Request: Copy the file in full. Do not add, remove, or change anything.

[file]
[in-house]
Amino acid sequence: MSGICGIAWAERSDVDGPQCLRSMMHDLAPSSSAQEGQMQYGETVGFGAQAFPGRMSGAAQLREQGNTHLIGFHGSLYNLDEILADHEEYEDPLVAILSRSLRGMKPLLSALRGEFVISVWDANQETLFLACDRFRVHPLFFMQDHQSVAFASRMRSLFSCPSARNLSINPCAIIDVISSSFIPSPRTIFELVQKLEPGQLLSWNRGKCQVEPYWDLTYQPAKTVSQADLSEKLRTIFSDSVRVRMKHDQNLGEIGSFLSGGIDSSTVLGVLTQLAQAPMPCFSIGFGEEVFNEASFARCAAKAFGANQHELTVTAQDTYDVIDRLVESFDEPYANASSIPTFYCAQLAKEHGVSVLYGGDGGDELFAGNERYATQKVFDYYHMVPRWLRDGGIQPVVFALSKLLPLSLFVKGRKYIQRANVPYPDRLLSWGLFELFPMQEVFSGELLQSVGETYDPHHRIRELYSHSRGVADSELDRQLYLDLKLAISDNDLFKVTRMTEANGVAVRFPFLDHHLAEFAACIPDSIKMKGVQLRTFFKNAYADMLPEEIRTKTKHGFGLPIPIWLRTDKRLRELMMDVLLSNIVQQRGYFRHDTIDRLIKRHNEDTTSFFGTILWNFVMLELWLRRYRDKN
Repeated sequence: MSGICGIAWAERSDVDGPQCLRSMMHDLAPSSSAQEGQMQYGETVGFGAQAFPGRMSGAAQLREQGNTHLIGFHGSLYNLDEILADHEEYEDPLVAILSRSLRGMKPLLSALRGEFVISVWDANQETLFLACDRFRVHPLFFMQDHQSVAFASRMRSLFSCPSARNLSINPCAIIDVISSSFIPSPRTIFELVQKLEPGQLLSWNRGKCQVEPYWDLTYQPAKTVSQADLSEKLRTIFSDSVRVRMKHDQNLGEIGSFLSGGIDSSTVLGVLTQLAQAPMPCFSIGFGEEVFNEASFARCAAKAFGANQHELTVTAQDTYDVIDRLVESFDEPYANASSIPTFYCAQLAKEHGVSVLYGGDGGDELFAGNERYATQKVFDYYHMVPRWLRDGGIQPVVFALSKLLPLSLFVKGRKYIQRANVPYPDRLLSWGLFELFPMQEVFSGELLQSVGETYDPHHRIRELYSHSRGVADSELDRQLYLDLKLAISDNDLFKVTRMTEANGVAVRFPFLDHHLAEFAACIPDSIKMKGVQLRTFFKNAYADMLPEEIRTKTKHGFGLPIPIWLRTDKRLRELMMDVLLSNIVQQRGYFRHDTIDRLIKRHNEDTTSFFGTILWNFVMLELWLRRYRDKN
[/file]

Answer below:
[in-house]
Amino acid sequence: MSGICGIAWAERSDVDGPQCLRSMMHDLAPSSSAQEGQMQYGETVGFGAQAFPGRMSGAAQLREQGNTHLIGFHGSLYNLDEILADHEEYEDPLVAILSRSLRGMKPLLSALRGEFVISVWDANQETLFLACDRFRVHPLFFMQDHQSVAFASRMRSLFSCPSARNLSINPCAIIDVISSSFIPSPRTIFELVQKLEPGQLLSWNRGKCQVEPYWDLTYQPAKTVSQADLSEKLRTIFSDSVRVRMKHDQNLGEIGSFLSGGIDSSTVLGVLTQLAQAPMPCFSIGFGEEVFNEASFARCAAKAFGANQHELTVTAQDTYDVIDRLVESFDEPYANASSIPTFYCAQLAKEHGVSVLYGGDGGDELFAGNERYATQKVFDYYHMVPRWLRDGGIQPVVFALSKLLPLSLFVKGRKYIQRANVPYPDRLLSWGLFELFPMQEVFSGELLQSVGETYDPHHRIRELYSHSRGVADSELDRQLYLDLKLAISDNDLFKVTRMTEANGVAVRFPFLDHHLAEFAACIPDSIKMKGVQLRTFFKNAYADMLPEEIRTKTKHGFGLPIPIWLRTDKRLRELMMDVLLSNIVQQRGYFRHDTIDRLIKRHNEDTTSFFGTILWNFVMLELWLRRYRDKN
Repeated sequence: MSGICGIAWAERSDVDGPQCLRSMMHDLAPSSSAQEGQMQYGETVGFGAQAFPGRMSGAAQLREQGNTHLIGFHGSLYNLDEILADHEEYEDPLVAILSRSLRGMKPLLSALRGEFVISVWDANQETLFLACDRFRVHPLFFMQDHQSVAFASRMRSLFSCPSARNLSINPCAIIDVISSSFIPSPRTIFELVQKLEPGQLLSWNRGKCQVEPYWDLTYQPAKTVSQADLSEKLRTIFSDSVRVRMKHDQNLGEIGSFLSGGIDSSTVLGVLTQLAQAPMPCFSIGFGEEVFNEASFARCAAKAFGANQHELTVTAQDTYDVIDRLVESFDEPYANASSIPTFYCAQLAKEHGVSVLYGGDGGDELFAGNERYATQKVFDYYHMVPRWLRDGGIQPVVFALSKLLPLSLFVKGRKYIQRANVPYPDRLLSWGLFELFPMQEVFSGELLQSVGETYDPHHRIRELYSHSRGVADSELDRQLYLDLKLAISDNDLFKVTRMTEANGVAVRFPFLDHHLAEFAACIPDSIKMKGVQLRTFFKNAYADMLPEEIRTKTKHGFGLPIPIWLRTDKRLRELMMDVLLSNIVQQRGYFRHDTIDRLIKRHNEDTTSFFGTILWNFVMLELWLRRYRDKN